My conclusion is that America is overeducating its youth, and we should cut down on the number of people attending college. A good start in this direction would be for the government to stop funding higher education and to cut out the student loan program.



#4 - IQ ain't what The Bell Curve cracks it up to be. I suggest a read of Stephen Jay Gould's excellent The Mismeasure of Man for a different perspective.

That said, I agree that the college push of recent years was probably harmful in the long term. More realistic college expectations are probably in order.


Oh, but cutting government spending on education very well could lead to a return to the days when only the economic elite went to college. Government funding is there to make college more of a meritocracy, and for that reason I think government funding is worth keeping around.

Ray K

Having to do with #1 & 2, we know from Freakonomics that the biggest indicator of child outcome is the parents. Thus it should come as no surprise that smart wealthy parents tend to breed and raise smart wealthy kids. While no one should be denied an education (if they can finance it), this fact must be considered. There are certainly methods of gaining financing outside the federal government. The problem is that it requires work, which some people will not put forth, and thus are probably better left out of college. Personally, I paid very little to go to an out-of-state state school. I am proud that I received no federal or state government assistance.

For the corrollary, if anyone has noticed a mechanism that keeps lazy rich kids out of college and high paying jobs I'd like to hear it.

Degrees for Everyone!

#4, college students no longer have higher IQs, better study skills, come from wealthier families, nor necessarily have better credentials like they did 20 years ago.

Today we are enmeshed in an "Everyone must go to college!" ideology that encourages people to attend college even if they have mediocre intelligence and/or academic talent, have no where near the monetary sources to pay for college (without resorting to the hellpit of the student loan industry), and expect to get the credential just by paying tuition and sort of showing up. There are too many mediocre people who either bluffed or cheated their way through college, are swamped with students loans they will be repaying until they die, and have credentials that are essentially unnecessary to do the work they need them for.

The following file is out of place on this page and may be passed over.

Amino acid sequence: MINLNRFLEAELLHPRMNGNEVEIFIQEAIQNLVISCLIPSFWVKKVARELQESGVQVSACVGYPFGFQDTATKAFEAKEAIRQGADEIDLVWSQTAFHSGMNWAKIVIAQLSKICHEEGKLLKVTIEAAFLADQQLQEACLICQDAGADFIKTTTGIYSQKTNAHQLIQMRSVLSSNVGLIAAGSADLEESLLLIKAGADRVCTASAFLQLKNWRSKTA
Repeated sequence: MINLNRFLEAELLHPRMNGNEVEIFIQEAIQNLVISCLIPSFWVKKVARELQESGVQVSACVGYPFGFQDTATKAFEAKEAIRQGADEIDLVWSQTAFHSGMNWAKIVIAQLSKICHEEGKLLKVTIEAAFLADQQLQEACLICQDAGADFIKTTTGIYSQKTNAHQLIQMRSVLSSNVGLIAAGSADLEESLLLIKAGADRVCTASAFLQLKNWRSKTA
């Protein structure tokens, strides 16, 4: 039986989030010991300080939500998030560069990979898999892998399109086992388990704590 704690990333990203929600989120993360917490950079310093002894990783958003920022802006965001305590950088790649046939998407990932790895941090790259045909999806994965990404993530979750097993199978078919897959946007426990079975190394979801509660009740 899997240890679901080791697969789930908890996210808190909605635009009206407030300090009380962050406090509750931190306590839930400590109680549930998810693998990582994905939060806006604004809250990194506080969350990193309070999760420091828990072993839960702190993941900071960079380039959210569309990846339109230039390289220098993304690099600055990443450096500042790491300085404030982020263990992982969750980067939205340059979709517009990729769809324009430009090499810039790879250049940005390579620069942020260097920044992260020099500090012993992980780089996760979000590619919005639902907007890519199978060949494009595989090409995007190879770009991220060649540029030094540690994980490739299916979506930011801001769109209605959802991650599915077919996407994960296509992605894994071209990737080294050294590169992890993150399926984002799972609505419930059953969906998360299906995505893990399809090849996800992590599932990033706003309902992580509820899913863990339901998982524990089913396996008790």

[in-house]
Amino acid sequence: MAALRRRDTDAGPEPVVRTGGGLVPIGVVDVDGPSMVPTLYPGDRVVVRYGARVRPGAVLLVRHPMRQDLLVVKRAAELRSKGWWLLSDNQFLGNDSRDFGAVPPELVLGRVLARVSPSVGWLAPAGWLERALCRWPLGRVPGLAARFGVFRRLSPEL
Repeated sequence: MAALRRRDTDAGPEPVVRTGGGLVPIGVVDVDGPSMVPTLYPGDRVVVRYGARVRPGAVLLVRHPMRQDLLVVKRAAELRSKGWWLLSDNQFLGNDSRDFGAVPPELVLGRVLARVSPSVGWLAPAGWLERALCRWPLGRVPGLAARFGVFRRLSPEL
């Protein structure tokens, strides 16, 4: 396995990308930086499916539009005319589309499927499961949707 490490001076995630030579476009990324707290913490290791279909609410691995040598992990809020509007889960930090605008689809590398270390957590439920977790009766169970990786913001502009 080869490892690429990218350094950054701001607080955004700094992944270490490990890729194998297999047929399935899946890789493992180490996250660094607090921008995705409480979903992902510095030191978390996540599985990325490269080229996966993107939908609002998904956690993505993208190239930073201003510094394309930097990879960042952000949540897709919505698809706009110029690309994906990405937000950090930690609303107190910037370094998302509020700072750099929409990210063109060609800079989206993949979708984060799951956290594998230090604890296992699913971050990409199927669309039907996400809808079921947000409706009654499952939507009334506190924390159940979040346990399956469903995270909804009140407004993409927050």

If college has truly replaced the high school diploma in terms of a minimal credential, then EVERYONE has overpaid for their college education. The days of a college education virtually guaranteeing economic success have been over for a decade.



I think the decoupling of IQ and schooling is definitely a problem.

Vaguely related, traffic fatalities went way down when the economy tanked. Much more than should have for the decline in driving.

Speeds and fuel efficiency improved too.

I think it's likely due to the relationship of intelligence and income. The bad economy didn't just reduce congestion due to less cars on the road. It got the slow stupid drivers off the roads.

I doubt there are less drunks on the roads, just less stupid drunks.


Absolutely right. And note that this bubble has exactly the same elements as the housing bubble did -

- Easy access to credit regardless of the borrower's credit-worthiness

- Policies aimed at pushing all Americans into college, regardless of whether appropriate

- A conventional wisdom that a college degree (like a house) is always a good investment

- An unsustainable mismatch between tuition increases and wage increases


I'm pretty sure economic theory suggests that tuition costs dictate college expenses and not the other way around? Derived demand, anyone?